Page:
The tweet said:
Peebles cites @lauracollinslm on importance of parents' awareness of "getting your kid back" as marker of recovery #sahm15
I was delighted, as it is always nice to know that someone thinks well of what I believe, and say. I tweeted back that I was flattered.
Then, because these things happen in public and everyone is entitled to an opinion, someone said:
@drmuhlheim @LauraCollinsLM a good suggestion but very parent focused outcome. Patient centred outcomes?
Which, of course, this tweeter has the right to say.
But, what is up with the "BUT?"
It reminds me of many such debates where advocacy for any good thing can be taken two ways. One: as a simple positive. Or, as taking away from someone else.
Advocating for breastfeeding gets taken as an attack on those who don't or can't. Advocating for women is seen as not caring about men. Early intervention advice is seen as injury to the chronically ill.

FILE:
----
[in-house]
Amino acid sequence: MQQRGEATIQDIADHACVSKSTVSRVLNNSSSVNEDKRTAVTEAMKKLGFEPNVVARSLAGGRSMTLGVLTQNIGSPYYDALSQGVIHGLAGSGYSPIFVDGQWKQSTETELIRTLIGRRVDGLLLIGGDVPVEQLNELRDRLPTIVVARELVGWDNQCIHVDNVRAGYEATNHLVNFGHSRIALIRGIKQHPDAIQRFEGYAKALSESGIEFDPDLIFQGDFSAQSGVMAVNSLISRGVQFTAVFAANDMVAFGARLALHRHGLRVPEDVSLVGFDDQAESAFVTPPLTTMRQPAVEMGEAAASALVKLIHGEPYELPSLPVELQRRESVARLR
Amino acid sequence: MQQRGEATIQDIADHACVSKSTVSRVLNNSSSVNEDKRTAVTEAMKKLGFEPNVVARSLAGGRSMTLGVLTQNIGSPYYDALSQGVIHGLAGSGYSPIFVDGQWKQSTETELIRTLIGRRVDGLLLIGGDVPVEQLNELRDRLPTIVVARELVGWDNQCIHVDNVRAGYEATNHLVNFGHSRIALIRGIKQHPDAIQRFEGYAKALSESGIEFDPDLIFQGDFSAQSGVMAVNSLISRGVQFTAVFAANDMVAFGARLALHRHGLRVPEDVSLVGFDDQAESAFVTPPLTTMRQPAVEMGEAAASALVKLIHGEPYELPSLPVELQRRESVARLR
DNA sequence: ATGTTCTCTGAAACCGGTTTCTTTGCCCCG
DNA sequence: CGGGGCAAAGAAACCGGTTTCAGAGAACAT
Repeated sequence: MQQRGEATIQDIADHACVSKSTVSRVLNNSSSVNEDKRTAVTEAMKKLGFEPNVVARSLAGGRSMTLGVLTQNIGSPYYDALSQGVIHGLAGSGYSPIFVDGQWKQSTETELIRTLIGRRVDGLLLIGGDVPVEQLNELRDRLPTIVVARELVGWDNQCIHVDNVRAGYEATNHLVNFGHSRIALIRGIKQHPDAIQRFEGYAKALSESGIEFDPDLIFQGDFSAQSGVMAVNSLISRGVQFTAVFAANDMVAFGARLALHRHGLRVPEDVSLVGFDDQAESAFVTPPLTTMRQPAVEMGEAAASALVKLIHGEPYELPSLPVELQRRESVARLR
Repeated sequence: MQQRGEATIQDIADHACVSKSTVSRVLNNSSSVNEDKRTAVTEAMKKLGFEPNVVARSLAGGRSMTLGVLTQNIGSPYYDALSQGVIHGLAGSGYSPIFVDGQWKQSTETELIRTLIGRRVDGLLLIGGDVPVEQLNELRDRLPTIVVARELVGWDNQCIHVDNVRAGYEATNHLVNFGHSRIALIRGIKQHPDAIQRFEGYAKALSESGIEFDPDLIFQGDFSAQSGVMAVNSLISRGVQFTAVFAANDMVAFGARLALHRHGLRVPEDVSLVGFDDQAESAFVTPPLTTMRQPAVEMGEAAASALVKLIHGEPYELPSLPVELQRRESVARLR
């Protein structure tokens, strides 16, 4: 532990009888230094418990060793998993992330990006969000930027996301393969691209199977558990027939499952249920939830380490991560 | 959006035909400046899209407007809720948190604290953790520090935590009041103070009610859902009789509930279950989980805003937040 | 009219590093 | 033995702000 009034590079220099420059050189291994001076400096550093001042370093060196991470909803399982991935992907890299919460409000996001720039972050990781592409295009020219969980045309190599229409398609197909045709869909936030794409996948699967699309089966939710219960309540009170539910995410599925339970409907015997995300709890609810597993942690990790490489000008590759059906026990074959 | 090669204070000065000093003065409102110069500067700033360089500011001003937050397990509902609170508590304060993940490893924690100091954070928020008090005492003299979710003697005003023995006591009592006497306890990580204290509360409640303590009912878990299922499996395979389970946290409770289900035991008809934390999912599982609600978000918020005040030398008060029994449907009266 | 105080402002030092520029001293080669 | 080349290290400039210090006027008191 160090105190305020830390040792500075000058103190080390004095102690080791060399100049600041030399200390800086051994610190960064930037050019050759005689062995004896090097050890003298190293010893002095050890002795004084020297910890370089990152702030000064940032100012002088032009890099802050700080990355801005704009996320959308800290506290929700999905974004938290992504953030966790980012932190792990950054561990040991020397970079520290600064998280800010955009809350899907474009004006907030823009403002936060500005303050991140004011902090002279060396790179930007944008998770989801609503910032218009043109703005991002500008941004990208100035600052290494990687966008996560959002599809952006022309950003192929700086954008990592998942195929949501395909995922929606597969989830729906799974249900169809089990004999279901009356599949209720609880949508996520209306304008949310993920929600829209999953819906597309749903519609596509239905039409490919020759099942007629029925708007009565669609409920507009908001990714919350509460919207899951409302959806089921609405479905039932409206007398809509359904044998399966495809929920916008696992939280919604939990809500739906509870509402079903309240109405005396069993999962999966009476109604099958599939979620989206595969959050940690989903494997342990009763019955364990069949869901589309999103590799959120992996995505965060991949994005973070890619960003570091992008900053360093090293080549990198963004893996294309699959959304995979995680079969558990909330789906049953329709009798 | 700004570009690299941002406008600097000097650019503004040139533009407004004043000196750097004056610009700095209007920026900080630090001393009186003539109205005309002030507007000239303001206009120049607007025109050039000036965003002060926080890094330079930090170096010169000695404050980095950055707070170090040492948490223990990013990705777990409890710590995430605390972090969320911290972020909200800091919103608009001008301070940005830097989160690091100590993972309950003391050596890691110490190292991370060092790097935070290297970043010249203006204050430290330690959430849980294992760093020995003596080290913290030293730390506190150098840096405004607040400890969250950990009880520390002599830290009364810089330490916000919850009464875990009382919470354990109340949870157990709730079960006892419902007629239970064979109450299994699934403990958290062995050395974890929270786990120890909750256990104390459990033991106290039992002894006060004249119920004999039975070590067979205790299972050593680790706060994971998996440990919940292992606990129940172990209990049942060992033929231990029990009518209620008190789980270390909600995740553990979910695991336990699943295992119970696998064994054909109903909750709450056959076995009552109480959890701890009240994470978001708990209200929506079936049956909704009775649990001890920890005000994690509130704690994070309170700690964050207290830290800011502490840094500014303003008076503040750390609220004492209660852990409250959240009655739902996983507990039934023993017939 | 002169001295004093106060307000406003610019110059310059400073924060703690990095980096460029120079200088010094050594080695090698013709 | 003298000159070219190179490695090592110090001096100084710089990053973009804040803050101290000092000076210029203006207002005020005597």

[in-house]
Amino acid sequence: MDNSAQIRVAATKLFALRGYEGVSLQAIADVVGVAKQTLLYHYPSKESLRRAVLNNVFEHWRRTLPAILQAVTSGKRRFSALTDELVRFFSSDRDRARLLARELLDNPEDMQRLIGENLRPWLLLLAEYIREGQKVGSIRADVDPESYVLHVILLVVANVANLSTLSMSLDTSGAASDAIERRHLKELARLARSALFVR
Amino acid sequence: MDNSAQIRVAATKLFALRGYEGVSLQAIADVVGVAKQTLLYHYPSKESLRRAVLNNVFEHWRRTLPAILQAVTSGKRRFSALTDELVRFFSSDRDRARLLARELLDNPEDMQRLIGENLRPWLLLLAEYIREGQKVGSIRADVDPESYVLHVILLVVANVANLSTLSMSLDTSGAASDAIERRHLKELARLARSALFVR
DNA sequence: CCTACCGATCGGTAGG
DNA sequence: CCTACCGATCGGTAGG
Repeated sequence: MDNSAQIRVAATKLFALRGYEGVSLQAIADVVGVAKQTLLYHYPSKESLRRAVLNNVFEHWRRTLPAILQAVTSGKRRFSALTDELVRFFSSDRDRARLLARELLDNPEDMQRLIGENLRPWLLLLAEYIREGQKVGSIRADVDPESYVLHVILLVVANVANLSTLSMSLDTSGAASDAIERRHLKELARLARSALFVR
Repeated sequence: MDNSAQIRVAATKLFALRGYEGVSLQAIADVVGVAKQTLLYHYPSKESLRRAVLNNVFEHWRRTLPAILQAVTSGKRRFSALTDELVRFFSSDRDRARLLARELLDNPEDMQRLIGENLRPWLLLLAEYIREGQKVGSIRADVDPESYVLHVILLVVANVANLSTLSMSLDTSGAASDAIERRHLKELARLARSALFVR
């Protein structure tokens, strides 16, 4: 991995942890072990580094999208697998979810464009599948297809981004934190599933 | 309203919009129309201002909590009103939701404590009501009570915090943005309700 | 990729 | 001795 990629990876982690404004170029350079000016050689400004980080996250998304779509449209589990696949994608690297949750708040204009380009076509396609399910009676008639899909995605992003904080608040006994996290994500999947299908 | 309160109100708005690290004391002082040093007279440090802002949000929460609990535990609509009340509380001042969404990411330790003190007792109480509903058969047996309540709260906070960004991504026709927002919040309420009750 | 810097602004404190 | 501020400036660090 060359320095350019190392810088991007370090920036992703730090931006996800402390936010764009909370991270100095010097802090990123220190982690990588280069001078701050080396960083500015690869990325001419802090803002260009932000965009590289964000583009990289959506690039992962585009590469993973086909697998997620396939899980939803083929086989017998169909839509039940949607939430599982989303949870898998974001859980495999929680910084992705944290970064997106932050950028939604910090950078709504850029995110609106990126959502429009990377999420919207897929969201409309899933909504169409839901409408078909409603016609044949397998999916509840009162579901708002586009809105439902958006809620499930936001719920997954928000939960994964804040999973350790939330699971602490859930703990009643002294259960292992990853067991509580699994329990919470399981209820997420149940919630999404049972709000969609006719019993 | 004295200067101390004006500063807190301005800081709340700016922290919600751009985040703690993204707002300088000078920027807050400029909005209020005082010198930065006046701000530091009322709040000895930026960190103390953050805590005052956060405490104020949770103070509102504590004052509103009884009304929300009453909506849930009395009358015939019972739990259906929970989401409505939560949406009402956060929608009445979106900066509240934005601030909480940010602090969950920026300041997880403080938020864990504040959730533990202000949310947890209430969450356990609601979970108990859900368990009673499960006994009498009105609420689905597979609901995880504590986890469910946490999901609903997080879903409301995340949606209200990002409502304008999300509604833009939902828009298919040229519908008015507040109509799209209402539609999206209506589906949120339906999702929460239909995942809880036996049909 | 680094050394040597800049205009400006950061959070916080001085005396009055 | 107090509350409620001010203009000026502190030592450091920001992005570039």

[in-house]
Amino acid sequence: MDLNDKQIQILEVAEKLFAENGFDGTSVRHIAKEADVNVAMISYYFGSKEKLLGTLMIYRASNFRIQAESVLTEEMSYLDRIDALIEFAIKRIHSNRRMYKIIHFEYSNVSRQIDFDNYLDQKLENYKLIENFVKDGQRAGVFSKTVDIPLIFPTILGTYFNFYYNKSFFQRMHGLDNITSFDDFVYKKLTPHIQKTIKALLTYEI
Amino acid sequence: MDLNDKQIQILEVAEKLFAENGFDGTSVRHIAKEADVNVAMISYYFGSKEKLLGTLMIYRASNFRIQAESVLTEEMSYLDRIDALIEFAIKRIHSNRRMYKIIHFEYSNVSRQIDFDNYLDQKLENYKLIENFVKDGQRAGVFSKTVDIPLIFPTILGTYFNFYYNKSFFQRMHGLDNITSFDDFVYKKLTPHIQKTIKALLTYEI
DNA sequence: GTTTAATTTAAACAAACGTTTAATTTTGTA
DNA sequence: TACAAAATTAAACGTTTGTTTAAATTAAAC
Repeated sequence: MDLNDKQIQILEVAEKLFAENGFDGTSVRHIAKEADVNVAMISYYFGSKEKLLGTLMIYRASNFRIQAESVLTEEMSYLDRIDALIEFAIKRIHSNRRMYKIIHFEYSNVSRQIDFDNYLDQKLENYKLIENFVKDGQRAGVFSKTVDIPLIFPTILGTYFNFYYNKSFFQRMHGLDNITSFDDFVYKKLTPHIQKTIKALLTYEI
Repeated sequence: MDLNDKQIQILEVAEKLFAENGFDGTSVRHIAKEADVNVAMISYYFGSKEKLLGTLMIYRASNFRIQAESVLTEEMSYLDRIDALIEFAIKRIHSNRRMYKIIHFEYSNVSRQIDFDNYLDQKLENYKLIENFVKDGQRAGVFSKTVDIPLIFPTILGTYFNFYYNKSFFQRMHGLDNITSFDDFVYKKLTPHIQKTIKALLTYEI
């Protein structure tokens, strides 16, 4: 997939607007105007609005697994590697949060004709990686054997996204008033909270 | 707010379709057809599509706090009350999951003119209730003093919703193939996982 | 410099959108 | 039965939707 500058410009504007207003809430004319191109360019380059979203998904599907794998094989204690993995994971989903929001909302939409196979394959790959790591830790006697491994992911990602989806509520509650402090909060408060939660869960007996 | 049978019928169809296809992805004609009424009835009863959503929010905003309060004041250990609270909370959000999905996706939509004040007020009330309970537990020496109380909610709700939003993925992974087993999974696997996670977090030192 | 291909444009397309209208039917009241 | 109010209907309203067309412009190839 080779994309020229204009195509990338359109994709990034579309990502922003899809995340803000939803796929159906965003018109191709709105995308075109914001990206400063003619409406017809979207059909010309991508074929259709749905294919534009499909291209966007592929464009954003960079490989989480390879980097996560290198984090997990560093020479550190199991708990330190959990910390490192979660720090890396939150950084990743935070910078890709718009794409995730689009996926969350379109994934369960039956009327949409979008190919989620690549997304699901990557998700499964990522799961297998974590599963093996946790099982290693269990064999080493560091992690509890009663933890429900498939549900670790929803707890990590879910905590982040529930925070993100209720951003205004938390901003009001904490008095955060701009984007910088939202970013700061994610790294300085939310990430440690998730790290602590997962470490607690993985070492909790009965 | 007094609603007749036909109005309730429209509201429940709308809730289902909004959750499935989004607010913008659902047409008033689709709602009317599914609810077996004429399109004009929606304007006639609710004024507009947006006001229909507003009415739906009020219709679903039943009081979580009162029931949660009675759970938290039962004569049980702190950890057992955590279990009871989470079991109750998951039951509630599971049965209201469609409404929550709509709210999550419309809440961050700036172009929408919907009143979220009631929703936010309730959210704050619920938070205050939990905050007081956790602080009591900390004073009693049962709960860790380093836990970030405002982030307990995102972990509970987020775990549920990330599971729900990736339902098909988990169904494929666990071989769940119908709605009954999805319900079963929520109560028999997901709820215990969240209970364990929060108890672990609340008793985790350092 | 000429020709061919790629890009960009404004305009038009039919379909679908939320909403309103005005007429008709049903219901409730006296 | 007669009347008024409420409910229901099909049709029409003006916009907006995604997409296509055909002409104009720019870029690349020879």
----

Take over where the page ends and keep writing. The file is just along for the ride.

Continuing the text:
Why is a positive so often seen as taking away from others?
There is no LOSS to patients when parents are part of the equation here. In fact, an empowered and hopeful parent is an important and often pivotal asset to recovery. It would never occur to me to even think that parents looking to full recovery would be in any way NOT a "patient-centred" outcome. It is ABOUT the patient. The patient's best interests are also the family's best interest. But that is the way some people think. It makes me sad. We are all on the same side.